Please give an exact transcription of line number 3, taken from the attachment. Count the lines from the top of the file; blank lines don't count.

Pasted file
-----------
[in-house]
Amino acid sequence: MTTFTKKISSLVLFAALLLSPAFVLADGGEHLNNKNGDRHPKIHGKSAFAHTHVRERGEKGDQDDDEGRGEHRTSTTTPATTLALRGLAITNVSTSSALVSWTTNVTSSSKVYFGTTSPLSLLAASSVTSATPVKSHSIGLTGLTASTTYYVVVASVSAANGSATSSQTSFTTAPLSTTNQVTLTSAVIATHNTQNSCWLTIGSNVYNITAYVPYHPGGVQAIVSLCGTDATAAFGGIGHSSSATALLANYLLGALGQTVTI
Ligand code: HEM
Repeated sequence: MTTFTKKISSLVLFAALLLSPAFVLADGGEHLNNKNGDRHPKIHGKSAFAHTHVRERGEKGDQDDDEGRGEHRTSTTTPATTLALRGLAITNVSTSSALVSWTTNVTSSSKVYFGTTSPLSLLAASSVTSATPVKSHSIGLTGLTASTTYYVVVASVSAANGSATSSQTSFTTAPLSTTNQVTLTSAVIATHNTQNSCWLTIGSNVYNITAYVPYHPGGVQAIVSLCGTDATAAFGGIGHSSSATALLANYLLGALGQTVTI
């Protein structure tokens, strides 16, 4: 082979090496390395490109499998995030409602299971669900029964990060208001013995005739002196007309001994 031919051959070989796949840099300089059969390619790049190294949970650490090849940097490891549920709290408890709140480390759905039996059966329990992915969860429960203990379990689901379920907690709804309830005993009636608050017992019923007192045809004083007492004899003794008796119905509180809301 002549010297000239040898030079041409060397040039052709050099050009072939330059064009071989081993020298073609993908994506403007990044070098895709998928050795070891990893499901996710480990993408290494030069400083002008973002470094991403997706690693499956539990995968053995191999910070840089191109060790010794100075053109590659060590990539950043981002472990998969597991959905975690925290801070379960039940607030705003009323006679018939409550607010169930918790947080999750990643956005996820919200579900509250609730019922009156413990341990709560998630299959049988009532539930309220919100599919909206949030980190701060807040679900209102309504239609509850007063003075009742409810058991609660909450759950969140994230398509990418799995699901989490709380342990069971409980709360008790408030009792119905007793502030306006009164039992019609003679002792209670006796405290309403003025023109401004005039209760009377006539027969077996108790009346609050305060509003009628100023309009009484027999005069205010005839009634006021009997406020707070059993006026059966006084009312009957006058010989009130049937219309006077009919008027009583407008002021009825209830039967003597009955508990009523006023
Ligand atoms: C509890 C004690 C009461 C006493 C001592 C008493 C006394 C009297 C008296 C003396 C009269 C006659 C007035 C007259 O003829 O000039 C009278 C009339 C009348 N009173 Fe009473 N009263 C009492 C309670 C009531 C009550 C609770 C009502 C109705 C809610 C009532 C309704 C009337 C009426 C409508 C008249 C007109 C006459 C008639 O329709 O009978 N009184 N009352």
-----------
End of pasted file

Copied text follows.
Ligand code: HEM